The following chart from Kitco.com shows how gold traded during three 24-hour periods: 4th August, 5th August and 6th August. The green line shows the 6th August trading and is the line in which we are interested.
Notice the near-vertical surge beginning at 8.00am NY Time on 6th August. This represents a sudden increase in buying from ‘out of the blue’.
When this type of price action happens in the opposite direction, that is, when a sudden increase in selling pressure causes a near-vertical price drop, it is always cited by some commentators as evidence of manipulation, but when the sudden price change or price acceleration is to the upside it is never cited as evidence of manipulation. Instead, it is supposedly due to gold’s bullish fundamentals coming to the fore. The logic (using the word very loosely) goes something like this:
1. Markets that are free of manipulation always move in synch with the fundamentals. (Reality: No, they don’t.)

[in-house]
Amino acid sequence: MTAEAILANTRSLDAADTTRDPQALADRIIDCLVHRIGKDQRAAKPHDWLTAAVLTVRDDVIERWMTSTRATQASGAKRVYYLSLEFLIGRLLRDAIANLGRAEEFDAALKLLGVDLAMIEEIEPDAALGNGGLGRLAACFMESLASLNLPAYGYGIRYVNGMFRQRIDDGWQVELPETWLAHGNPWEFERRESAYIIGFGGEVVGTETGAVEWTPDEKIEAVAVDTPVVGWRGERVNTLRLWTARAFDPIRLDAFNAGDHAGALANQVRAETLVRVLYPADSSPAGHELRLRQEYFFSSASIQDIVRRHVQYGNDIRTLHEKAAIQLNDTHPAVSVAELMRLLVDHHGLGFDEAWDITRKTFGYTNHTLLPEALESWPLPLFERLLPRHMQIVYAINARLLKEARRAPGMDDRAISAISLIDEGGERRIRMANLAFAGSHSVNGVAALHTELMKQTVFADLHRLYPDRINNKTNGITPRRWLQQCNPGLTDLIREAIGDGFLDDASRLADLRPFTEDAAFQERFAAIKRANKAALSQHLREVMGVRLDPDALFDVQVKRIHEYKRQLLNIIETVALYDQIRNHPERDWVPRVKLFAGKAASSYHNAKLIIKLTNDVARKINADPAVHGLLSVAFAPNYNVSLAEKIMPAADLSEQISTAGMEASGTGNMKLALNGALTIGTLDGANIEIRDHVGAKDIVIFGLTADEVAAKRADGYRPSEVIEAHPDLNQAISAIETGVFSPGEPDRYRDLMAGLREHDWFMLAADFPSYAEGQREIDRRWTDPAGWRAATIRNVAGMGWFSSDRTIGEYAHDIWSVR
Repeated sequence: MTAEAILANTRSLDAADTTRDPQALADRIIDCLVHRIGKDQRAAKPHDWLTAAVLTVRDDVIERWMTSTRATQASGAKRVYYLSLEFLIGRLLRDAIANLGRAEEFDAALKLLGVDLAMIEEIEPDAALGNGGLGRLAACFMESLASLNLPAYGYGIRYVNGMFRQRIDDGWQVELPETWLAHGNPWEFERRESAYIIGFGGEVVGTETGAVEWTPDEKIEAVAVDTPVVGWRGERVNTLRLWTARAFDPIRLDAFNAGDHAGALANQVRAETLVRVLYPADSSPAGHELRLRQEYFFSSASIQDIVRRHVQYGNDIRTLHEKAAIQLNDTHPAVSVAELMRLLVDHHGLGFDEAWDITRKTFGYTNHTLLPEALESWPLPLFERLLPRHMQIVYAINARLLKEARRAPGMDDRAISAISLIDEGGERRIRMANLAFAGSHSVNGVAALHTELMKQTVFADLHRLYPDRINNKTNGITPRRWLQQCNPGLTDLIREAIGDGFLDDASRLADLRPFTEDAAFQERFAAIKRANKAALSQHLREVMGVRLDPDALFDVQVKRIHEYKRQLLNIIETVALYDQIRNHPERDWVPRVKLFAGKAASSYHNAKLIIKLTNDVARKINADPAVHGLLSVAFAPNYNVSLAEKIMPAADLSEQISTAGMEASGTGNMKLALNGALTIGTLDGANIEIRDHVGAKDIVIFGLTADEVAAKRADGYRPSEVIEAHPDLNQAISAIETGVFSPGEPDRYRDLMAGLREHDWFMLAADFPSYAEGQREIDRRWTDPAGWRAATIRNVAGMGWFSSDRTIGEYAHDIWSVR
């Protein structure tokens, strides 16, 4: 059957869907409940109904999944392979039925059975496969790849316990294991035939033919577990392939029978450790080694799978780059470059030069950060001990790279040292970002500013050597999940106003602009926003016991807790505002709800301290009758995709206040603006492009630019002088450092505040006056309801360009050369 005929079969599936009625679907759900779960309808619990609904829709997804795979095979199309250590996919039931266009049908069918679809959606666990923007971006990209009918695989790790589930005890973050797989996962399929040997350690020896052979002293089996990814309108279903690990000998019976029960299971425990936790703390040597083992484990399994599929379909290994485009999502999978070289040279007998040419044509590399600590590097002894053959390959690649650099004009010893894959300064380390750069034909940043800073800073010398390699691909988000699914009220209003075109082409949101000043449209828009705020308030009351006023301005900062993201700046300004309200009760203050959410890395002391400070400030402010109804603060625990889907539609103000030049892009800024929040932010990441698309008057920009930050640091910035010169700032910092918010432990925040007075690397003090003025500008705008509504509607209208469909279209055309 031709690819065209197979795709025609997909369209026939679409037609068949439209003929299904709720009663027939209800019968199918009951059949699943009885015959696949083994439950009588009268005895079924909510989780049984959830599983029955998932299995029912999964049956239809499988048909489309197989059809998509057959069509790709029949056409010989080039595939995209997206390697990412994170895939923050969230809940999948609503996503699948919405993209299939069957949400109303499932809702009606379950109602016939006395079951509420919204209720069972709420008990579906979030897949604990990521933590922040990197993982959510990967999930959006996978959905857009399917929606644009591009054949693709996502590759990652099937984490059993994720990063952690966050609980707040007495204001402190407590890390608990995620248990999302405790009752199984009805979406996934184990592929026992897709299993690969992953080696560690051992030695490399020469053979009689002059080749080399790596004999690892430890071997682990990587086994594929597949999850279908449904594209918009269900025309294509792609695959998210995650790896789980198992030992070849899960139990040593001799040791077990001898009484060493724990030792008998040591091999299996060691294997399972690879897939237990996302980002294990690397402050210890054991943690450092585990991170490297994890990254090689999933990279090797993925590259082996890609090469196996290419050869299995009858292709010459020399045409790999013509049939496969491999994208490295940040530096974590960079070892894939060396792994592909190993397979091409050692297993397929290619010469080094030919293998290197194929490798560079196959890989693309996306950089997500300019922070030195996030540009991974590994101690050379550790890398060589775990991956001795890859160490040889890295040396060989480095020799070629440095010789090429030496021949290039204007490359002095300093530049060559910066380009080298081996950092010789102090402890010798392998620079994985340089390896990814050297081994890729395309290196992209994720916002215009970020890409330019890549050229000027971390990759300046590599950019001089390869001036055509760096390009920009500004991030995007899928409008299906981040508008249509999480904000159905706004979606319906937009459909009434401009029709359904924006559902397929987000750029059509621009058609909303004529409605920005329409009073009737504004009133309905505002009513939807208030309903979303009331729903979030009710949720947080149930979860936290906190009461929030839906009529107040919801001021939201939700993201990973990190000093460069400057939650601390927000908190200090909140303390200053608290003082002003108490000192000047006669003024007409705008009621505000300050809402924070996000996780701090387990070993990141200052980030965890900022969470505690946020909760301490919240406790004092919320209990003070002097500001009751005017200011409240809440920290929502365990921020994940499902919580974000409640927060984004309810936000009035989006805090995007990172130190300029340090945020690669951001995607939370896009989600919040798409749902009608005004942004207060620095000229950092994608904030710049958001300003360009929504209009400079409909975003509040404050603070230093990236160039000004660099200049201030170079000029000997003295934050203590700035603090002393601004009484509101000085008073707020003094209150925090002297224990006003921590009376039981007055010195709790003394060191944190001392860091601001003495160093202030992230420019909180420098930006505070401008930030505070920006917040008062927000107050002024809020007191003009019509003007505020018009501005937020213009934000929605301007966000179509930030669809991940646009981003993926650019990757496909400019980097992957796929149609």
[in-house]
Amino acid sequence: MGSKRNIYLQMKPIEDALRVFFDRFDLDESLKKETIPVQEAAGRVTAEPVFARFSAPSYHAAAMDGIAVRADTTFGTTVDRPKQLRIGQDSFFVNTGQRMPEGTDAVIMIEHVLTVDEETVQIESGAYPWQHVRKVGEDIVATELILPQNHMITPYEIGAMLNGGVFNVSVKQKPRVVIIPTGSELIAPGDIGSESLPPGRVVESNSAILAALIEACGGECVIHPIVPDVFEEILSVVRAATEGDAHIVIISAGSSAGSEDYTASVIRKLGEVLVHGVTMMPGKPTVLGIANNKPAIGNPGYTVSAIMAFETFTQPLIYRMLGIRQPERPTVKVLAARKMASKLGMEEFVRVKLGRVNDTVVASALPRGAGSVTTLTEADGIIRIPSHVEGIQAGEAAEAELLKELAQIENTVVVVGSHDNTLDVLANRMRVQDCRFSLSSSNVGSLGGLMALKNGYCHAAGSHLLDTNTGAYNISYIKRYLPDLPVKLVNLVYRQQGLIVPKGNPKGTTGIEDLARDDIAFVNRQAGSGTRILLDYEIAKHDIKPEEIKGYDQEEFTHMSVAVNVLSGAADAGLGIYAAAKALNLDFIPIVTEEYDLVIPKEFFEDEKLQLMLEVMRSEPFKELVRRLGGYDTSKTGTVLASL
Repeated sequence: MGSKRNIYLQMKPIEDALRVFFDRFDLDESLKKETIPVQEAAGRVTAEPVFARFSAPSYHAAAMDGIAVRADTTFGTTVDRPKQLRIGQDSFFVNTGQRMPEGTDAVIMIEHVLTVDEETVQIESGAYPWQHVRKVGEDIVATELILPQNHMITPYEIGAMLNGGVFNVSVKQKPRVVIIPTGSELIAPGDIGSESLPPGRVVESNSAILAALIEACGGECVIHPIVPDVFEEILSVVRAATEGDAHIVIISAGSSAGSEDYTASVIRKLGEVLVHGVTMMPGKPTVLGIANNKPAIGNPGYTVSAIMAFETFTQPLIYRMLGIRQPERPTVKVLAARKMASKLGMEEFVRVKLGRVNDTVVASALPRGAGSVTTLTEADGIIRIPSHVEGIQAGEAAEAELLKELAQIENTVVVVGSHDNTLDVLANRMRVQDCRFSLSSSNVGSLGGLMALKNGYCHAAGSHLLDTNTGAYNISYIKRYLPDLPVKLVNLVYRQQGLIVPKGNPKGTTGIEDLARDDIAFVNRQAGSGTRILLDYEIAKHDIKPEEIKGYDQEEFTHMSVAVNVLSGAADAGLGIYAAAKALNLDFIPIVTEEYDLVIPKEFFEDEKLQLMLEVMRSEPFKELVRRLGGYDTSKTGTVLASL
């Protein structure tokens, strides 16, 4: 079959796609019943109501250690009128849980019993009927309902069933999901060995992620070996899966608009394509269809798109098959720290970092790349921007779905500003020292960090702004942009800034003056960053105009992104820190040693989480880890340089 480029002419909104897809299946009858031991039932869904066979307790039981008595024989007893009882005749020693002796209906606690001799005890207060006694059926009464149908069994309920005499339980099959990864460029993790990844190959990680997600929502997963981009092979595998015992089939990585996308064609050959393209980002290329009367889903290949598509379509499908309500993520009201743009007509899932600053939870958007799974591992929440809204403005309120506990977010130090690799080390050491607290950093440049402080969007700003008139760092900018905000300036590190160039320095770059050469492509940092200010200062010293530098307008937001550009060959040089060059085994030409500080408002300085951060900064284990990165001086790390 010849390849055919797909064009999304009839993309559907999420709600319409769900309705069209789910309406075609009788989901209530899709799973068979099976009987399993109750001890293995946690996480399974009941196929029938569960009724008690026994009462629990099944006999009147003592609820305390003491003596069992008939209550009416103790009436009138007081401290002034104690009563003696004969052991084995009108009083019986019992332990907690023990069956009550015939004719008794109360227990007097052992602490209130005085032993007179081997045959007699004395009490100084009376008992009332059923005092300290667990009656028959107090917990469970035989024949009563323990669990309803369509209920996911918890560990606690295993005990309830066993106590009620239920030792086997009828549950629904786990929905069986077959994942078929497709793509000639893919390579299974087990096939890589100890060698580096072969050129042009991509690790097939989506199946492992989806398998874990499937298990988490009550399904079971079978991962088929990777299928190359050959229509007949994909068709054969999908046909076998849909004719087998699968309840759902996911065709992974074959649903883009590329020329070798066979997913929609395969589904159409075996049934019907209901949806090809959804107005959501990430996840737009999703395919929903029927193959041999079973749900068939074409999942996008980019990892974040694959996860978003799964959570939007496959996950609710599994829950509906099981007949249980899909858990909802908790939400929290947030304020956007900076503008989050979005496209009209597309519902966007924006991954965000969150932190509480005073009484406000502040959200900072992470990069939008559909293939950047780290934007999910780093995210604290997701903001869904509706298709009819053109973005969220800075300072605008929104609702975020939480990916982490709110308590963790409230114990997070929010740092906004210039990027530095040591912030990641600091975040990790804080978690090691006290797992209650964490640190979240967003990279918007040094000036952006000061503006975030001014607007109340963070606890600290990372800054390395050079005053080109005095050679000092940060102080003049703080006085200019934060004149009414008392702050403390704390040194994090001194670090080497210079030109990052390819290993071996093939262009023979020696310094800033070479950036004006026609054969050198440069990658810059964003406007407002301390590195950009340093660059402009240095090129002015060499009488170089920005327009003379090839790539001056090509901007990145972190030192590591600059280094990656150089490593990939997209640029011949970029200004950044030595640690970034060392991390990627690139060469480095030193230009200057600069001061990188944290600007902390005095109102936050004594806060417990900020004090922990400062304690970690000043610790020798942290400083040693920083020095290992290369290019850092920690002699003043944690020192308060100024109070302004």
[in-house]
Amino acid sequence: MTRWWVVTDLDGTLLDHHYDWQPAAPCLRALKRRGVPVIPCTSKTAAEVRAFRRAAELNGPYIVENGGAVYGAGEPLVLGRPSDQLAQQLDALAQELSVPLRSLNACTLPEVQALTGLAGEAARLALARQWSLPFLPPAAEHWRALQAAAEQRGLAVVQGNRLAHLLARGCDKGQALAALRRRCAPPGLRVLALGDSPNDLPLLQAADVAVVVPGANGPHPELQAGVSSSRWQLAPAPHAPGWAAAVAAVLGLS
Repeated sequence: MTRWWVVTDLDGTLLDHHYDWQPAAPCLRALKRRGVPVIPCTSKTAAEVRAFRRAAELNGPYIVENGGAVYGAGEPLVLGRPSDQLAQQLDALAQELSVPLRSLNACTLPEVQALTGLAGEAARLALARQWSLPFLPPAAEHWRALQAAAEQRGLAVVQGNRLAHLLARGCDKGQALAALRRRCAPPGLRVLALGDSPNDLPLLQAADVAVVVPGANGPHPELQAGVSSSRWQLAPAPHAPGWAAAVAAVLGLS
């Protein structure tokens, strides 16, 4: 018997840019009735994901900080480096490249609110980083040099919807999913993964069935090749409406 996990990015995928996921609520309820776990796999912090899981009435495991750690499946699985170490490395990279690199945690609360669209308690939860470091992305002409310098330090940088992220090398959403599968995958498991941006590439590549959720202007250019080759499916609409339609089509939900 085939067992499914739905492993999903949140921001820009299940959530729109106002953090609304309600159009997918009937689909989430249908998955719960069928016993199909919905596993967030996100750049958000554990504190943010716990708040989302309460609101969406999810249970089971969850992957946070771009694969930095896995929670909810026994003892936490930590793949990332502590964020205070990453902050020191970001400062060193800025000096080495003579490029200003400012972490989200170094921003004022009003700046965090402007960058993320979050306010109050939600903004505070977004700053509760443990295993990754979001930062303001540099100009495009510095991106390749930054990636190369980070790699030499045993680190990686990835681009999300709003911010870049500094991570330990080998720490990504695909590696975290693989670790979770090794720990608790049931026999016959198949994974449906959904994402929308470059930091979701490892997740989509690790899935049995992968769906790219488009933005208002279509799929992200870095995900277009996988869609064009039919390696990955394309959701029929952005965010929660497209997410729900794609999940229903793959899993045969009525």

2. Gold’s fundamentals are always bullish. (Reality: No, they aren’t. For example, gold’s fundamentals were bearish from mid-2012 through to mid-2013 and only turned unequivocally bullish in April-2014.)
3. Therefore, whenever the gold price falls it must be due to manipulation. (Reality: Two wrongs don’t make a right.)
The fact is that there are just as many sudden, ‘inexplicable’ price rises in the gold market as there are sudden, ‘inexplicable’ price declines, but the manipulation-centric bloggers and newsletter writers only tell you about the latter. Also, experienced traders know that these sudden and often-unpredictable price moves happen in ALL commodity futures markets.